Chris Pramas is the President of Green Ronin Publishing and veteran of the roleplaying industry. He’s worked for Wizards of the Coast, signed deals with George R. R. Martin and is currently mid-Kickstarter with Freeport: The City of Adventure for the Pathfinder RPG.
In this interview we’re reminded that Green Ronin had a whirlwind of a start but we also get some peaks at a possible future. A future that may involve miniatures and a return to the Blue Rose RPG.
Freeport was one of the first Green Ronin products. How has the company grown and changed in the time between the original Freeport adventures and new Freeport we might get if the Kickstarter is successful?
Man, so much has changed. When I started Green Ronin in 2000, I was working at Wizards of the Coast and it was a side project. There was no staff at all, just Nicole Lindroos and I doing things in our spare time. Then Death in Freeport, one of only two modules released at GenCon 2000 when Dungeons & Dragons Third Edition debuted, sold like crazy and we were off the races. We lived through the boom and bust of the d20 era. We survived our fulfilment house Osseum stealing over $100,000 of incoming sales money from us. We were a design studio for Games Workshop and brought back Warhammer Fantasy Roleplay from the grave. We went on to secure some great licenses, like Game of Thrones, DC Comics, and Dragon Age. It’s been an eventful 13 years!
Nowadays we have 12 people on staff, some full time and some part time. We recently hired an Art Director, an Events Manager, and a new Dragon Age developer. Quite a difference from where we started.
How do you think the RPG industry has changed in that time?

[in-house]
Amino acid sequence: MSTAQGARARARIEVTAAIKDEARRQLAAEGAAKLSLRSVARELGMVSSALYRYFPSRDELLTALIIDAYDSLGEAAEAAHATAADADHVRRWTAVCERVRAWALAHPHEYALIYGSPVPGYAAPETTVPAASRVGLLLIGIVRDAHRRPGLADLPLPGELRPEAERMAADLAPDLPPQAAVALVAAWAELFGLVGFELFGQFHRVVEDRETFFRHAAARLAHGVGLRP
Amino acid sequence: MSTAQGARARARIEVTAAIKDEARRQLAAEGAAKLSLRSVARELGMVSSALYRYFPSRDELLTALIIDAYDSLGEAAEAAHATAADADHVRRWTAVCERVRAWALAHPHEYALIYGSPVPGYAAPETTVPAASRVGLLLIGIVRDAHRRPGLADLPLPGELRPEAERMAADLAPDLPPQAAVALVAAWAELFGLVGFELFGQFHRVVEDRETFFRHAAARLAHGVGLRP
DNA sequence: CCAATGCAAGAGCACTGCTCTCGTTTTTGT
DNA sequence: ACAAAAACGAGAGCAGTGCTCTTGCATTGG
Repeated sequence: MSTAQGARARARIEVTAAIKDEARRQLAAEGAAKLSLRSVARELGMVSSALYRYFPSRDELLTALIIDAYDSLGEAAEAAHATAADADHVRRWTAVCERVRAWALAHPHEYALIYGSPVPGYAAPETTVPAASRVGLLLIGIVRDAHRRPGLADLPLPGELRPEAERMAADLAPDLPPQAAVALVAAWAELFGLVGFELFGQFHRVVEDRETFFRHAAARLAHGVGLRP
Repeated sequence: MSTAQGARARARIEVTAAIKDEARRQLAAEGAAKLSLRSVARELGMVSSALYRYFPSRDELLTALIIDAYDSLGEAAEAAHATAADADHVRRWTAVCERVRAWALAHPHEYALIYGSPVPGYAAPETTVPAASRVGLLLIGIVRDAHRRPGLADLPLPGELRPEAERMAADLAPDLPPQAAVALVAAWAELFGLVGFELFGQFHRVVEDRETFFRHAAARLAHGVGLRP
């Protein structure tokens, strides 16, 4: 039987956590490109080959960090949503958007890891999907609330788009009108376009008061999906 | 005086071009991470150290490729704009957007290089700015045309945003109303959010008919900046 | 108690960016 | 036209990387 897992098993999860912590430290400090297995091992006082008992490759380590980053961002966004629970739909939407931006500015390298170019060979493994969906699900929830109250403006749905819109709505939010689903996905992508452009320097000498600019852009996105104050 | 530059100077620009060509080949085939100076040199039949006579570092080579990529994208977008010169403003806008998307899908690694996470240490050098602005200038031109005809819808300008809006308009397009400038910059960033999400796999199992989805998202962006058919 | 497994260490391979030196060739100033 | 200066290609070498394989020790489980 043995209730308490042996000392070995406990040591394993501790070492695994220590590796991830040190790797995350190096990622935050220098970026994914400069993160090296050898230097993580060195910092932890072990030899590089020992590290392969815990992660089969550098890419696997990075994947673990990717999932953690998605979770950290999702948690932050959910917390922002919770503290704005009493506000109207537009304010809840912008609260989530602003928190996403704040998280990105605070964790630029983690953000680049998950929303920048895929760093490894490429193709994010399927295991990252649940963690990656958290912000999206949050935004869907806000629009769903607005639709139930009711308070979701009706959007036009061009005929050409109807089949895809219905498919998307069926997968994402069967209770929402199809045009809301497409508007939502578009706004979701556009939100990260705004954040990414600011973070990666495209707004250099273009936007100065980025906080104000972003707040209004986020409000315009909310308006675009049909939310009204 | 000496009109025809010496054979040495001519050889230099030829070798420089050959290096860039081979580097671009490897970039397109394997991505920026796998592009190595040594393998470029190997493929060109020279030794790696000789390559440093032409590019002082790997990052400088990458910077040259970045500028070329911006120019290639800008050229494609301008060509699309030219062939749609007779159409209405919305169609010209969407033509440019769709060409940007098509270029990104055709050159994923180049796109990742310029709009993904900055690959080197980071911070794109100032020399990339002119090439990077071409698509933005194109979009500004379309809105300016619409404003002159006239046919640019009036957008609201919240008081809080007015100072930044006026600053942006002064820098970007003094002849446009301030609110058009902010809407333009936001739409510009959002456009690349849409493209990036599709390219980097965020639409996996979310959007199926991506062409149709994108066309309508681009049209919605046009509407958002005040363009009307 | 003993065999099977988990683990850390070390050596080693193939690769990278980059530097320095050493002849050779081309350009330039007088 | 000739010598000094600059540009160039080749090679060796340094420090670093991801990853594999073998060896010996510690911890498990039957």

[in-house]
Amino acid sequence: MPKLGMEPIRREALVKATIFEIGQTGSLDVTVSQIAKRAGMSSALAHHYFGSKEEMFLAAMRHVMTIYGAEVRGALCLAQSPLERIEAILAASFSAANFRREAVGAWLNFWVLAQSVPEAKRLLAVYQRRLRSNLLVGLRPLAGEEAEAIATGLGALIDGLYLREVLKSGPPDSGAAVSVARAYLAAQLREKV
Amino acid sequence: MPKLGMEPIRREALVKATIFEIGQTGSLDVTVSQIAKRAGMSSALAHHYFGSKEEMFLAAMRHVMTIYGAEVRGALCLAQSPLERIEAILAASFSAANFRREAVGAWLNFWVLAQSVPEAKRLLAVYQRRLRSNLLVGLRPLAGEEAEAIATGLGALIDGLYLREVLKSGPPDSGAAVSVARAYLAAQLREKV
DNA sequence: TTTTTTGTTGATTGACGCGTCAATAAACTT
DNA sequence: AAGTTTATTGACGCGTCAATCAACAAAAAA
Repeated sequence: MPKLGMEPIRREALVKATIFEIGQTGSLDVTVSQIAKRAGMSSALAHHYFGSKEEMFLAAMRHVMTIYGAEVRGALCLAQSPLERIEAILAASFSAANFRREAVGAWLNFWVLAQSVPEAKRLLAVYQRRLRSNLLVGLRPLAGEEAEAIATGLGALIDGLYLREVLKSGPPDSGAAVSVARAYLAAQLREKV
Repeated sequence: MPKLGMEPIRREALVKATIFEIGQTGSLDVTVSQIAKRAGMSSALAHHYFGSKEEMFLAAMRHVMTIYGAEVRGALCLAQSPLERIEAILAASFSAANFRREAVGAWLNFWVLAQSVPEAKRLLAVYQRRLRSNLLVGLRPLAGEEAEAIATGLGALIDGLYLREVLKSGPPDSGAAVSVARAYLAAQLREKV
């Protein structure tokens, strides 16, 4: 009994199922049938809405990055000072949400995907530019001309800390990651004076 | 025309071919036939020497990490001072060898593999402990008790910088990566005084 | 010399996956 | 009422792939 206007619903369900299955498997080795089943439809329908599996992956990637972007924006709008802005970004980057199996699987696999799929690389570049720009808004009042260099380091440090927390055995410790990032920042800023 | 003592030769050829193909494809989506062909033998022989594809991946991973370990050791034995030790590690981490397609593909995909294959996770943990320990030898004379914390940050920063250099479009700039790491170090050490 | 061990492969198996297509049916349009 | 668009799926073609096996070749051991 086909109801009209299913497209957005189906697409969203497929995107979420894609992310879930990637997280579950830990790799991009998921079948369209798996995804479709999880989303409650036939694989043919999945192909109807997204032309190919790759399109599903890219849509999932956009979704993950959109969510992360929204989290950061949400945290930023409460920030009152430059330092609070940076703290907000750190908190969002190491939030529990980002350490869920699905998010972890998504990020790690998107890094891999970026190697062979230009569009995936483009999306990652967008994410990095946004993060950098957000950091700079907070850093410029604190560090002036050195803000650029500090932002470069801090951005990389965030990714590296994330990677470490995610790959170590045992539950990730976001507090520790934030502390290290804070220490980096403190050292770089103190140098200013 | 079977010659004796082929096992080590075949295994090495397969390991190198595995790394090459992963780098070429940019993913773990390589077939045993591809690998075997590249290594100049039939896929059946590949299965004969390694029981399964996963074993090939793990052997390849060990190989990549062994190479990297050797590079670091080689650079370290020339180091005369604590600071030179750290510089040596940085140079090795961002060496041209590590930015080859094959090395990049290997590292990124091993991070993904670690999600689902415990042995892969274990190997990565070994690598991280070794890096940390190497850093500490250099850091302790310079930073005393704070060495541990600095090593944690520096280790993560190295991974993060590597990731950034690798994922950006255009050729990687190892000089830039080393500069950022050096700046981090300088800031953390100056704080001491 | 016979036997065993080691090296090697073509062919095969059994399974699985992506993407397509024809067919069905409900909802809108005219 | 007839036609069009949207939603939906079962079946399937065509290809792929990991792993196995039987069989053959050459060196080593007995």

First there was a big expansion with the d20 boom. Tons of new companies started up and huge numbers of books came out. That couldn’t be sustained, of course, so there was a crash and that knocked a lot of folks out. Since the turn of the millennium though, publishing technology has improved and improved. So now there are probably more small companies than ever before, since it’s easy to sell electronic books and Print on Demand’s quality has increased massively. Now there aren’t as many companies selling RPGs through distribution and retail stores, but there’s a much larger network of companies selling online.
What do you think the next three years will look like for roleplayers?
I am hopeful that we are at the beginning of a RPG renaissance. Next year is the 40th anniversary of Dungeons & Dragons, and also the release date for its latest edition. We’ve also seen the rise of nerd culture in mainstream movie and TV shows, as well as stuff like Felicia Day’s Geek & Sundry channel. If things go well, we will hopefully see the importance of RPGs as a category increase and welcome in a bunch of new players.
I watched you GM for Wil Wheaton in Geek & Sundry. How nervous were you? Did you have to conjure up any GM tricks to make it through the session?